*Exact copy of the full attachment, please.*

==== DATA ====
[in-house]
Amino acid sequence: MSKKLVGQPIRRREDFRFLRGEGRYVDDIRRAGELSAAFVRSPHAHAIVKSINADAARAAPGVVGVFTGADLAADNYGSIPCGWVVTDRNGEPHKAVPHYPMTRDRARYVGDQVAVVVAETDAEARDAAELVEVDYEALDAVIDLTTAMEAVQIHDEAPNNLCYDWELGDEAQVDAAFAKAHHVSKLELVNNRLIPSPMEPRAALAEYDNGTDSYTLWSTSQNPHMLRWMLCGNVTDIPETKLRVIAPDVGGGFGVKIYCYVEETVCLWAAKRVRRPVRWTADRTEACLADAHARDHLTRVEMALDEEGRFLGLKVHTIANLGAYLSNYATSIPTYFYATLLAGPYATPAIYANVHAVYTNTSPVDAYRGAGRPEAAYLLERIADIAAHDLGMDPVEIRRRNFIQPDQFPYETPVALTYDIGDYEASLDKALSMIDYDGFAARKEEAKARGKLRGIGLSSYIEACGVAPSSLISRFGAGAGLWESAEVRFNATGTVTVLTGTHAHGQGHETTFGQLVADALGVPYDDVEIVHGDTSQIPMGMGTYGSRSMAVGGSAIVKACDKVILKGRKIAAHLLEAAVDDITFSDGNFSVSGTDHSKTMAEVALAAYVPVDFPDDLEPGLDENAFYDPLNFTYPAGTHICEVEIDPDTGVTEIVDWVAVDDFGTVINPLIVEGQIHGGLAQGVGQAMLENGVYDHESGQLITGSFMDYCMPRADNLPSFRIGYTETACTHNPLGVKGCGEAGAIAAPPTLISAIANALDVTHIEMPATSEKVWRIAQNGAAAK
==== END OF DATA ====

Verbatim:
[in-house]
Amino acid sequence: MSKKLVGQPIRRREDFRFLRGEGRYVDDIRRAGELSAAFVRSPHAHAIVKSINADAARAAPGVVGVFTGADLAADNYGSIPCGWVVTDRNGEPHKAVPHYPMTRDRARYVGDQVAVVVAETDAEARDAAELVEVDYEALDAVIDLTTAMEAVQIHDEAPNNLCYDWELGDEAQVDAAFAKAHHVSKLELVNNRLIPSPMEPRAALAEYDNGTDSYTLWSTSQNPHMLRWMLCGNVTDIPETKLRVIAPDVGGGFGVKIYCYVEETVCLWAAKRVRRPVRWTADRTEACLADAHARDHLTRVEMALDEEGRFLGLKVHTIANLGAYLSNYATSIPTYFYATLLAGPYATPAIYANVHAVYTNTSPVDAYRGAGRPEAAYLLERIADIAAHDLGMDPVEIRRRNFIQPDQFPYETPVALTYDIGDYEASLDKALSMIDYDGFAARKEEAKARGKLRGIGLSSYIEACGVAPSSLISRFGAGAGLWESAEVRFNATGTVTVLTGTHAHGQGHETTFGQLVADALGVPYDDVEIVHGDTSQIPMGMGTYGSRSMAVGGSAIVKACDKVILKGRKIAAHLLEAAVDDITFSDGNFSVSGTDHSKTMAEVALAAYVPVDFPDDLEPGLDENAFYDPLNFTYPAGTHICEVEIDPDTGVTEIVDWVAVDDFGTVINPLIVEGQIHGGLAQGVGQAMLENGVYDHESGQLITGSFMDYCMPRADNLPSFRIGYTETACTHNPLGVKGCGEAGAIAAPPTLISAIANALDVTHIEMPATSEKVWRIAQNGAAAK